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Invading Andy Warhol’s personal space

New exhibit unearths candid photos of the legendary artist


Photos Skyler Ashley/City Pulse

“Andy Warhol looks a scream, hang him on my wall,” sings David Bowie in tribute to the legendary artist on his 1971 album “Hunky Dory.” Bowie was just one of many countless artistic figures that Warhol had a lasting impact on. By ’71, Warhol had already taken over the art world with his highly stylized vision that made the pop art genre his own.

In the decades following his death, Warhol’s work has become almost as ubiquitous as the very idea of art itself. Warhol’s style is instantly recognizable, and to see his creations in person is always a treat. Now, thanks to the Eli and Edythe Broad Art Museum, Lansing has a chance to take a glimpse into the enigmatic artist’s life. It must be stressed, however, that it is merely a glimpse.

Unfortunately, “Andy Warhol: A Day in the Life” is relegated to a relatively small room on the bottom floor. One of the room’s walls is adorned with a silver finish, a nod to the design of Warhol’s Silver Factory.

Those expecting an expansive collection will have to turn elsewhere. Furthermore, a good portion of the candid photographs are not actually taken by Warhol, but by his cohort Billy Name. But despite its small scope, it is absolutely worth a visit — if only to see one of his famous renderings of Marilyn Monroe.

Associate curator Steven Bridges pieced together the exhibit after gaining some inspiration from storage capsules kept by the Warhol Museum in Pittsburgh. The small photographs taken by Warhol have a jubilant feel to them, a sense that he led an exciting life and brought joy to those around him.

Warhol was expertly snarky and a fitting challenger to the arbitrary constraints of what could be considered art. Deconstructing high art into a commodity for mass production was a revolutionary and perverse idea in the early ‘60s, and Warhol capitalized on that ironic notion better than anybody.

“The Factory,” Warhol’s legendary art studio, was exactly that — a factory. His team churned out countless screen prints with an assembly line philosophy. The pretentious stigma that hung over idealistic artists was dispelled by Warhol, who simply scoffed and said, here’s 32 paintings of a can of Campbell’s soup. Now with this new exhibit, perhaps you can get a better understanding of the man himself.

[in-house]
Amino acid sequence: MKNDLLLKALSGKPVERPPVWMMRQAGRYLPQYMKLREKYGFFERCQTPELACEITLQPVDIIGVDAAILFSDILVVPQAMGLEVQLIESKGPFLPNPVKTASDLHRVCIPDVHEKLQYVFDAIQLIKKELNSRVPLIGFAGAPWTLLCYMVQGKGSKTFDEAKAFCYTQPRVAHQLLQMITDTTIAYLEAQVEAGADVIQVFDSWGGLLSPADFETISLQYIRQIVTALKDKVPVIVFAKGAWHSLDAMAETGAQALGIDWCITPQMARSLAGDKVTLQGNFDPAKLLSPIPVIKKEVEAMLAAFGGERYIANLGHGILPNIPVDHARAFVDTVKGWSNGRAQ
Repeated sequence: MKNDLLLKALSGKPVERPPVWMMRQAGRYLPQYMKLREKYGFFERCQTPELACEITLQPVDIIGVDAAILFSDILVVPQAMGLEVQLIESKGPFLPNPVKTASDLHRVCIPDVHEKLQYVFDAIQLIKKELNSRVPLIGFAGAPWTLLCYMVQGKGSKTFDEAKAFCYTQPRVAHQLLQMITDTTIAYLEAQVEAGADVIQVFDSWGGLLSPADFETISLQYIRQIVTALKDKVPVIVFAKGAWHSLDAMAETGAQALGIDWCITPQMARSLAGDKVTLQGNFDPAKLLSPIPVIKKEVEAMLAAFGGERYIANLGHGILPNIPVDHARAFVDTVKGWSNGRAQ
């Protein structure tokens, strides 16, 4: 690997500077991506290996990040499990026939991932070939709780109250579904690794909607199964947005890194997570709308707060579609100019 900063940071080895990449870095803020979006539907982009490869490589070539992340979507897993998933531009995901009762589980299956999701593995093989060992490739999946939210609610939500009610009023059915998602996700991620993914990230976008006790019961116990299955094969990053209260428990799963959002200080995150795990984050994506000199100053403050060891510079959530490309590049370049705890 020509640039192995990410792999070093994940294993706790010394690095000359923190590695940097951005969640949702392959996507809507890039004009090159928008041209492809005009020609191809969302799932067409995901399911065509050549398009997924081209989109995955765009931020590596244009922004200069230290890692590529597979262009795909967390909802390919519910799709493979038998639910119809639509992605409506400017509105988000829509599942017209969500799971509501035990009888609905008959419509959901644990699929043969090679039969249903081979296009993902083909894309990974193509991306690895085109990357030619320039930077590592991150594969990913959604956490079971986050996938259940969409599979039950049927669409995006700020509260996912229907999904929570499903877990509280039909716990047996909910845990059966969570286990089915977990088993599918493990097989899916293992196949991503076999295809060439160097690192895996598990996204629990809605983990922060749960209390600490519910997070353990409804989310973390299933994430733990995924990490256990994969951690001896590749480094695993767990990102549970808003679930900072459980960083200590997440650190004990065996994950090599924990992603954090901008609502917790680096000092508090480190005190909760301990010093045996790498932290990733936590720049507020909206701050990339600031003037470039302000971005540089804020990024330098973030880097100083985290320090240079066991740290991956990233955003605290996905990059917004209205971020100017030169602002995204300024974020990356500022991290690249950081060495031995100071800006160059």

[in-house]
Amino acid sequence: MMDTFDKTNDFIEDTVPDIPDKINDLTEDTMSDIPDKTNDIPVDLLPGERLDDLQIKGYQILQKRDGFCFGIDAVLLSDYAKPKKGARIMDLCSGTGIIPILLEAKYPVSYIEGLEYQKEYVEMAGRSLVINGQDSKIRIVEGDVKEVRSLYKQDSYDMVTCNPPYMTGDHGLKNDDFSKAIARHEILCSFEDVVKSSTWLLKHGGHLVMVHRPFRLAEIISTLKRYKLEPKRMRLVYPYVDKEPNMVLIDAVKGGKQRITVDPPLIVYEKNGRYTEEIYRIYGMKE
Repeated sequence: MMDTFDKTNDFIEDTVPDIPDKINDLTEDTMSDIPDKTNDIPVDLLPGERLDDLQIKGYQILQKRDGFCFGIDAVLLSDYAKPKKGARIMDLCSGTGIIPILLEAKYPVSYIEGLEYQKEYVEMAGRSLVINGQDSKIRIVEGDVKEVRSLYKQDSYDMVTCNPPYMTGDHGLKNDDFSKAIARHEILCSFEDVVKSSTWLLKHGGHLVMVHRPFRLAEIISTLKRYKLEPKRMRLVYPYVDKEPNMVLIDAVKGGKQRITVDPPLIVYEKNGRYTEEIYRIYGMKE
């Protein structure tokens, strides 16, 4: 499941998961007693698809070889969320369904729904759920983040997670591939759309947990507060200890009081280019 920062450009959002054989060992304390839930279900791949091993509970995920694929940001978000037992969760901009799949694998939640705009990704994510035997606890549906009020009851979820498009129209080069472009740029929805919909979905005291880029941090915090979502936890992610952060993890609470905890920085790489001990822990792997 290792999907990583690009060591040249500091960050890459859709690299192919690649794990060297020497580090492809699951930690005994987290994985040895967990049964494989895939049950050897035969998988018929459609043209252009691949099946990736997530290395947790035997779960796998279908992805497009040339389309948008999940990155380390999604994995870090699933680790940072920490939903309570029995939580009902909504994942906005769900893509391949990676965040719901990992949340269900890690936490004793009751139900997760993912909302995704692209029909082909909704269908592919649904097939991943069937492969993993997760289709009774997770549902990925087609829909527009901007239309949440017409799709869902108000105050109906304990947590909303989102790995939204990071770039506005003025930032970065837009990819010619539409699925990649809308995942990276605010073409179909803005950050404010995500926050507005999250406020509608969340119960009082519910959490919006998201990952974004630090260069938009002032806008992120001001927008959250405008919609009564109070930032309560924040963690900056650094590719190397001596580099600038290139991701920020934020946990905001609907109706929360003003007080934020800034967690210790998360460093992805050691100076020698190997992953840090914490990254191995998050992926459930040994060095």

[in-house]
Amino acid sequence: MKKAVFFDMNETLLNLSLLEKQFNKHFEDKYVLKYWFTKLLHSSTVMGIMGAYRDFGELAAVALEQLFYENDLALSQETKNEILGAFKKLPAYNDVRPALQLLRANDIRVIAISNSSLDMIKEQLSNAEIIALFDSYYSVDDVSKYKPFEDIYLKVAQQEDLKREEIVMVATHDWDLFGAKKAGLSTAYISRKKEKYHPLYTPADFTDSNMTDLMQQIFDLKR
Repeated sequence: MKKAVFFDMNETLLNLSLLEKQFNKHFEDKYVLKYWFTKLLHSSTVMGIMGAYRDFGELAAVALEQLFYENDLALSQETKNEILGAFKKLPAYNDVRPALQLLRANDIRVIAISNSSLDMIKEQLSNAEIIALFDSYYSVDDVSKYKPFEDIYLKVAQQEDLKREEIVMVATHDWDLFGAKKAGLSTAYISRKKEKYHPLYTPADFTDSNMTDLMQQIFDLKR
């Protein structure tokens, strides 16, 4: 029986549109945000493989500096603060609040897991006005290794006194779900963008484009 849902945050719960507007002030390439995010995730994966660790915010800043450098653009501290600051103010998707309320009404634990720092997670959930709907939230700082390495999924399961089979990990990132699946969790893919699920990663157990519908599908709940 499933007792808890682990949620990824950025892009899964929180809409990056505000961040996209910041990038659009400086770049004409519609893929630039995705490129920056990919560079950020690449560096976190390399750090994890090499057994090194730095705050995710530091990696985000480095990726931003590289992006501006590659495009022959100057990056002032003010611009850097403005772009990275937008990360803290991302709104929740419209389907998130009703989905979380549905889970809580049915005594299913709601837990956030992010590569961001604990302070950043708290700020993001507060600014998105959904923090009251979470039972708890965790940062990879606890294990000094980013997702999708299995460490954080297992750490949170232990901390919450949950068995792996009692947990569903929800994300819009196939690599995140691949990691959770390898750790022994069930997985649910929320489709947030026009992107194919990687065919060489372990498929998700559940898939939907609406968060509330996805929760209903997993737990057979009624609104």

Enjoy and learn about some of the works in the exhibit with this comprehensive photo essay.

“Vote McGovern” by Andy Warhol, 1970, a sarcastic nod to Richard Nixon. By no means a tribute, Warhol depicts him with a blend of garish colors that hint toward a person of dubious character. Combined with “Vote McGovern” slapped across the bottom, the screen print’s a perfect insult to Tricky Dick.

“Jackie II” by Andy Warhol, 1966, a colorized screen print of Jacqueline Kennedy Onassis. Perhaps the most famous first lady of all, it’s fitting she be immortalized by a Warhol screen print. The color pink will be forever tied to Onassis thanks to the vivid cultural image of her iconic Chanel suit.

“Andy Warhol & Archie Warhol (Bunker)” by Martin Hoffman, 1974. Hoffman paints a portrait of Warhol sitting in his studio with his dachshund Archie. The portrait lets us take a peek at the digs of Warhol’s famous studio. Hoffman and Warhol were close friends, giving the painting a noticeably intimate feel.

Various titles by Andy Warhol, 1979 — 85. A mix of gelatin silver prints taken by Warhol. Warhol was dedicated to capturing his life through his camera lens. “A picture means I know where I was every minute,” once said Warhol. “That’s why I take pictures. It’s a visual diary.”

Polaroids taken by Andy Warhol, 1976 — 86. One of the many techniques used by Warhol to chronicle his friends were polaroid snapshots. Each model was required to sit through multiple exposures and the curator, Bridges, arranged them as a mock filmstrip. Forever unorthodox, Warhol seemed to take a film-like approach to photography, much like his ironic approach to film — which was more akin to photography.

“Marilyn” by Andy Warhol, 1967. Warhol’s depictions of Monroe provide a near-rival to the popularity of his Campbell’s soup-can prints. Warhol’s unique take on portraits created a visual cue that is synonymous with the idea and mythos of the American celebrity.

“Andy Warhol: A Day in the Life”

Now through May 6 Free Admission Eli and Edythe Broad Art Museum Michigan State University 547 East Circle Drive East Lansing, MI 48824 Tues. - Sun. Noon to 7 p.m.

(517) 884-4800 • broadmuseum.msu.edu

Note: Some corrections have been made. Only one wall is silver, the time capsules referenced were only used for research, and the wall of polaroids was intentionally arranged as such by curator Bridges to give a film-like presentation.


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